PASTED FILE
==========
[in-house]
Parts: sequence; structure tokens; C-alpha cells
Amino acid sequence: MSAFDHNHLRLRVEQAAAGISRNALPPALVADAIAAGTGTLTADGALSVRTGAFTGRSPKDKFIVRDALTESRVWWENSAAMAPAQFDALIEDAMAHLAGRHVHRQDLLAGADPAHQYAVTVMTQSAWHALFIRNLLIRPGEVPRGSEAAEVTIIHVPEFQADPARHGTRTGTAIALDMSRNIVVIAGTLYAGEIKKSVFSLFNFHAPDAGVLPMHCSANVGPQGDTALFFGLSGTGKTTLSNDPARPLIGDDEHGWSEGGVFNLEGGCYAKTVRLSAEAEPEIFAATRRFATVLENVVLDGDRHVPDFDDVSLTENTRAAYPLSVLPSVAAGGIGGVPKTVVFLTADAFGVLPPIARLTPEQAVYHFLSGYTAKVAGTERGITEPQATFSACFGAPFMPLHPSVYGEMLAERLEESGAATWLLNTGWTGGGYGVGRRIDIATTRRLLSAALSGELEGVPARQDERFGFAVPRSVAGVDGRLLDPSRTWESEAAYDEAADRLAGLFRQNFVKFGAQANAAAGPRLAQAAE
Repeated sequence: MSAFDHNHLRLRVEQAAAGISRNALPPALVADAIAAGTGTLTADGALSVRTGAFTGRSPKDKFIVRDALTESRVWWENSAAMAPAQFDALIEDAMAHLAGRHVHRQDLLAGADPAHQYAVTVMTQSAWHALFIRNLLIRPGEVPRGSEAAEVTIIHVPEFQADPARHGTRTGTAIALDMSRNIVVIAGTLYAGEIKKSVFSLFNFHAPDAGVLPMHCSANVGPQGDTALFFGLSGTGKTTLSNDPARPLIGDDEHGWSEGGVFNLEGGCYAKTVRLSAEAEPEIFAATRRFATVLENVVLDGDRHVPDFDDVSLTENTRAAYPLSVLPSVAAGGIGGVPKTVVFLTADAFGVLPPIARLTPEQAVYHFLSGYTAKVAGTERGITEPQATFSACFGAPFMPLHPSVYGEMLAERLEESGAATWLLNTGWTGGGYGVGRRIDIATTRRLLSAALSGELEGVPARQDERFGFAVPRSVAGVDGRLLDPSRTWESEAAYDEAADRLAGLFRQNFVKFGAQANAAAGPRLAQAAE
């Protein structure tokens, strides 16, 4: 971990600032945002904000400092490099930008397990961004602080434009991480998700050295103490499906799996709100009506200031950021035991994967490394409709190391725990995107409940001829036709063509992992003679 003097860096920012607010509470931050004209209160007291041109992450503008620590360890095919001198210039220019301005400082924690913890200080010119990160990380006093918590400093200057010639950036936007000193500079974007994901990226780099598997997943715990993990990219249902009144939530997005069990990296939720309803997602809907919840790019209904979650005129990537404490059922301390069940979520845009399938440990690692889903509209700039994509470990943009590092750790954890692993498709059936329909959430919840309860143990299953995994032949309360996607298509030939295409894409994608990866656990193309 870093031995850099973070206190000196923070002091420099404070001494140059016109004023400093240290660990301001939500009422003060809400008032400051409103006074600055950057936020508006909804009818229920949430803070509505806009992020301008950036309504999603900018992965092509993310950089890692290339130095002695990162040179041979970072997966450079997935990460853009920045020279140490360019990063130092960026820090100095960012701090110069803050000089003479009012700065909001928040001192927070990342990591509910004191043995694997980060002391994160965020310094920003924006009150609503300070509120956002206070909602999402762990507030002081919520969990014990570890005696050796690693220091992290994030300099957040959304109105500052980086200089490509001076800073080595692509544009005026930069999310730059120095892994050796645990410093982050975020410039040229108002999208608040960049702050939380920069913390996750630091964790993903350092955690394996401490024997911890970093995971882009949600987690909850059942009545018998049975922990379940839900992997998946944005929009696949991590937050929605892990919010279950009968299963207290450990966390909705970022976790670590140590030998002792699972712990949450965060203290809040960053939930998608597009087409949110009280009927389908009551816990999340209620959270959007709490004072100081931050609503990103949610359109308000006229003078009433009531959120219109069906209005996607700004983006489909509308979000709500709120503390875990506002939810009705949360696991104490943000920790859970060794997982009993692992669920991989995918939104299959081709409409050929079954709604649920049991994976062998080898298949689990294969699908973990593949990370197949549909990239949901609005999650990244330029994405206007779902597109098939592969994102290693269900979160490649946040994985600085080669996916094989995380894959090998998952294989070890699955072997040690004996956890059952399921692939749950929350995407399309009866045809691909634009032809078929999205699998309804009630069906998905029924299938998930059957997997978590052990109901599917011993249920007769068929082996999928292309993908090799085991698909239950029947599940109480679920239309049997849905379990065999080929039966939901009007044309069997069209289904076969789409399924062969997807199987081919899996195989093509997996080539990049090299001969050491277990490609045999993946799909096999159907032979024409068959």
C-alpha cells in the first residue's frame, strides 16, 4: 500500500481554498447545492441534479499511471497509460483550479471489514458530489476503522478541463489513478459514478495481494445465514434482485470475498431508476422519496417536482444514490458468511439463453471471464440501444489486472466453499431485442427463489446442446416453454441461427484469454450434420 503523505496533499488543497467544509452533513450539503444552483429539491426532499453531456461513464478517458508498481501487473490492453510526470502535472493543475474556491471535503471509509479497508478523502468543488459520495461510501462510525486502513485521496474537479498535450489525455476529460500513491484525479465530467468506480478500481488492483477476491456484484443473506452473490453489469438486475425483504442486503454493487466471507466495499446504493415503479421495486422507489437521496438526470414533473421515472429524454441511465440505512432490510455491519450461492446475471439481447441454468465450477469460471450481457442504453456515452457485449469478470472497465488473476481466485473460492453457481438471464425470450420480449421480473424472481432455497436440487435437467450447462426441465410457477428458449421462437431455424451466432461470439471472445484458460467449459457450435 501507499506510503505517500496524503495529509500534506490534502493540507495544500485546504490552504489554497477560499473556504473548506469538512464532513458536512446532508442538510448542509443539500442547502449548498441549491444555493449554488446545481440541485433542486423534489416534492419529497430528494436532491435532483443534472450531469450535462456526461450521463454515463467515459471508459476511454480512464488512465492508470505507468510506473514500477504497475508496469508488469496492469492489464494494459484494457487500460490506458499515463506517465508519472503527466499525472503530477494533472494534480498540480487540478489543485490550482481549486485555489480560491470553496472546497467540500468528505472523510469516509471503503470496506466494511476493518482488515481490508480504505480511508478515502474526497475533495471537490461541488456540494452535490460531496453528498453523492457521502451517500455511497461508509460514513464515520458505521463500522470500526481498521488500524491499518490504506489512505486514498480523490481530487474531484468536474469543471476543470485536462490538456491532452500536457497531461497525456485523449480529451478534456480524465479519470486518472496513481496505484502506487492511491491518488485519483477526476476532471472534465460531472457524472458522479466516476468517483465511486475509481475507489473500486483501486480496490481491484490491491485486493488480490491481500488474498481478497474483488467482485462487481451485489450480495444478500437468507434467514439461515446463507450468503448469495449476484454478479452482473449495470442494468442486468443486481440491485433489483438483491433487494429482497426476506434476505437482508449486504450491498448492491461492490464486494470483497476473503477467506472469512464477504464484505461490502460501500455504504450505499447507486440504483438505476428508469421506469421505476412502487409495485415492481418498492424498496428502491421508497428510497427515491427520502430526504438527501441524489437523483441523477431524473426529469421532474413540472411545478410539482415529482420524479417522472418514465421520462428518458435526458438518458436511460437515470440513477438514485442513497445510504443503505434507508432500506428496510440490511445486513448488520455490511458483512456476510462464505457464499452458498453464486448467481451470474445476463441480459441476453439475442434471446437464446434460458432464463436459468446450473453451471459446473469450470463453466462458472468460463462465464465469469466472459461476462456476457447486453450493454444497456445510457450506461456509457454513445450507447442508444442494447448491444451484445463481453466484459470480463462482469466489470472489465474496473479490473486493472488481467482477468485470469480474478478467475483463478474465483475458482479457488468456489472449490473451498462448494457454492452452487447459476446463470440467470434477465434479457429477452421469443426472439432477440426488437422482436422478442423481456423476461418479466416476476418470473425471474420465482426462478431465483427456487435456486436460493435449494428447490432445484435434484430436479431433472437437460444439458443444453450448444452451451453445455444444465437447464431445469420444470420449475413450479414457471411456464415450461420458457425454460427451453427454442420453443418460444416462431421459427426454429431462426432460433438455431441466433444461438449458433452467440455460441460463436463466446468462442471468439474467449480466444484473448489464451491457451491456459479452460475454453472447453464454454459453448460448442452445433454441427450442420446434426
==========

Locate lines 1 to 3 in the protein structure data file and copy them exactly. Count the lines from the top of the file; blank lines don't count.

[in-house]
Parts: sequence; structure tokens; C-alpha cells
Amino acid sequence: MSAFDHNHLRLRVEQAAAGISRNALPPALVADAIAAGTGTLTADGALSVRTGAFTGRSPKDKFIVRDALTESRVWWENSAAMAPAQFDALIEDAMAHLAGRHVHRQDLLAGADPAHQYAVTVMTQSAWHALFIRNLLIRPGEVPRGSEAAEVTIIHVPEFQADPARHGTRTGTAIALDMSRNIVVIAGTLYAGEIKKSVFSLFNFHAPDAGVLPMHCSANVGPQGDTALFFGLSGTGKTTLSNDPARPLIGDDEHGWSEGGVFNLEGGCYAKTVRLSAEAEPEIFAATRRFATVLENVVLDGDRHVPDFDDVSLTENTRAAYPLSVLPSVAAGGIGGVPKTVVFLTADAFGVLPPIARLTPEQAVYHFLSGYTAKVAGTERGITEPQATFSACFGAPFMPLHPSVYGEMLAERLEESGAATWLLNTGWTGGGYGVGRRIDIATTRRLLSAALSGELEGVPARQDERFGFAVPRSVAGVDGRLLDPSRTWESEAAYDEAADRLAGLFRQNFVKFGAQANAAAGPRLAQAAE